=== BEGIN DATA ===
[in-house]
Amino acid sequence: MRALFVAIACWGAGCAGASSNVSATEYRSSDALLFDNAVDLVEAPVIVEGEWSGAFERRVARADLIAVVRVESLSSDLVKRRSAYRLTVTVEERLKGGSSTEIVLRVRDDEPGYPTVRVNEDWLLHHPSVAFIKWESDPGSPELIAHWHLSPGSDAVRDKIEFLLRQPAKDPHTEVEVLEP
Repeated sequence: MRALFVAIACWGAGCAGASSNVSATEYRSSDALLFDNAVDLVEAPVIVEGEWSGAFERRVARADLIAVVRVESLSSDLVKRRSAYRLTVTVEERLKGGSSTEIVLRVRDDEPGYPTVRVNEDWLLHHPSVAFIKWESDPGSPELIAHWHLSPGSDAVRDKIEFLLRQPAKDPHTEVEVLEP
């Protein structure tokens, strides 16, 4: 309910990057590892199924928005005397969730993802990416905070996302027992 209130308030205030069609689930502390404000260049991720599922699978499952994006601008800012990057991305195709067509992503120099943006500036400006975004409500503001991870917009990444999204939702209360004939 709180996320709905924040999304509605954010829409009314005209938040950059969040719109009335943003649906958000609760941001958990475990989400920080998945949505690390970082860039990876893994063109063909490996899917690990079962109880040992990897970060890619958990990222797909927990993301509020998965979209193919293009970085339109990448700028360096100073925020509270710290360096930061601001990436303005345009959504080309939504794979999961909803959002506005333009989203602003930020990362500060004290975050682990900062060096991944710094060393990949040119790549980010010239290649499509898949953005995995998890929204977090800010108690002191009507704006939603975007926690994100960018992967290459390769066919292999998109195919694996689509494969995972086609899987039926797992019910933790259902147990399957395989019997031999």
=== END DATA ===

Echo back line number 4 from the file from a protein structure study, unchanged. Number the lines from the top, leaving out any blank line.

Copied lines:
């Protein structure tokens, strides 16, 4: 309910990057590892199924928005005397969730993802990416905070996302027992 209130308030205030069609689930502390404000260049991720599922699978499952994006601008800012990057991305195709067509992503120099943006500036400006975004409500503001991870917009990444999204939702209360004939 709180996320709905924040999304509605954010829409009314005209938040950059969040719109009335943003649906958000609760941001958990475990989400920080998945949505690390970082860039990876893994063109063909490996899917690990079962109880040992990897970060890619958990990222797909927990993301509020998965979209193919293009970085339109990448700028360096100073925020509270710290360096930061601001990436303005345009959504080309939504794979999961909803959002506005333009989203602003930020990362500060004290975050682990900062060096991944710094060393990949040119790549980010010239290649499509898949953005995995998890929204977090800010108690002191009507704006939603975007926690994100960018992967290459390769066919292999998109195919694996689509494969995972086609899987039926797992019910933790259902147990399957395989019997031999």